Her name is La Calavera Catrina — Katrina, for short — and she’s one stylish dame, even if she doesn’t look quite as, um, alive as she used to.
A figure associated with Día de los Muertos, she’ll be out in force Nov. 5 in Chandler, when arts collective Xico hosts its Día de los Muertos: A Celebration of Life Festival. For the first time, the 32-year-old event — a local observance of the festive Mexican and Latin American custom of honoring and celebrating deceased loved ones — will feature a “La Katrina” costume contest. There’s also a competition for the best “El Katrin” costume; he’s Katrina’s dapper male counterpart.
“La Katrina is a figure from Mexican culture who was created by an artist named José Guadalupe Posada. She’s an elegant lady, and he’s the dandy. But they’re skeletons. So, most people paint their faces or wear masks,” says Xico’s Hannah Humphrey.
La Katrina wears long skirts, shawls, hats, parasols, feather boas and flowers. El Katrin is suave and debonair, a man who appreciates bling and a big sombrero.
The celebration — replete with both reverence and revelry — is one of several Día de los Muertos observances in the Valley. Here’s where you can partake of this colorful tradition.
Día de Los Muertos Festival: Spirits Connect
What: A large community altar designed by artist Veronica Ochoa is the centerpiece of this annual celebration with live music and roaming stilt walkers. There’s also a mercado of merchandise, jewelry, arts and crafts, as well as children’s activities, a display of mini altars and food vendors. You’re invited to leave a tribute to your loved ones at the large altar. A mariachi band will lead a procession to it at 4:30 p.m. Sunday, giving all a chance to wrap up the festival by paying final respects.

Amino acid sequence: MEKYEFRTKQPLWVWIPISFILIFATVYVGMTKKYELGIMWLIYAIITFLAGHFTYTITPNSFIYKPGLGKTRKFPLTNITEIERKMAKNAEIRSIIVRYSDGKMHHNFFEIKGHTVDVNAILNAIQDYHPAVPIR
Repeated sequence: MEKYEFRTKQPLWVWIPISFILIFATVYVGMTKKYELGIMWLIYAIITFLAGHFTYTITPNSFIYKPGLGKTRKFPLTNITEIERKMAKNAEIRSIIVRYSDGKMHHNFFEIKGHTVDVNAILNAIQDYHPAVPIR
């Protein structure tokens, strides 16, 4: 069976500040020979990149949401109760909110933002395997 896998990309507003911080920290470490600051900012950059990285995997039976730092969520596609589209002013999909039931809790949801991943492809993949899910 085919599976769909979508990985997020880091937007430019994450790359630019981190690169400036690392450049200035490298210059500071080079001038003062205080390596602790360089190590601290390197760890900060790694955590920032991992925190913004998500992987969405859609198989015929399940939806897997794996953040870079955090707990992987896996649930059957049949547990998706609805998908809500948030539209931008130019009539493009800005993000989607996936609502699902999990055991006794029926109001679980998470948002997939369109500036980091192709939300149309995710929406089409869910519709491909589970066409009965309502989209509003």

When: 10 a.m. to 5 p.m. Saturday and noon to 5 p.m. Sunday
Where: Mesa Arts Center, 1 E. Main St.
Information: (480) 644-6500 or www.mesaartscenter.com
Día de los Muertos
What: Close to a dozen “ofrendas,” or offerings, by local artists are on display during the garden’s Day of the Dead festivities, which include a mercado of merchandise and food, and the “Masters of Oaxaca” — three artists visiting from Mexico who demonstrate their work for visitors. Things culminate with La Procesión — a tradition hearkening to the days when indigenous people would march together to ancestral burial sites. DBG’s procession features colorfully costumed and masked characters, plenty of pageantry, and a blend of music and dance.
When: 10 a.m. to 5 p.m. Saturday and Sunday. La Procesión is at 5 p.m. Sunday.
Where: Desert Botanical Garden, 1201 N. Galvin Parkway, Phoenix
Cost: Entrance is included with paid garden admission of $8-$18 per person.
Information: (480) 941-1225 or www.dbg.org
Día de los Muertos: A Celebration of Life Festival
What: Xico’s 32nd annual homage to the holiday features traditional music and dance by local performers, storytelling from the South Mountain Community College Storytelling Institute, children’s activities, folk arts and crafts, a community altar for people to leave mementos, food vendors and the La Katrina/El Katrin costume contest. A 5:15 p.m. candlelight procession honors the departed.
When: 11 a.m. to 6 p.m. Nov. 5
Where: Dr. A.J. Chandler Park, 3 S. Arizona Ave., Chandler
Information: (480) 833-5875 or www.xicoinc.org
• Contact writer: (480) 898-6818 or firstname.lastname@example.org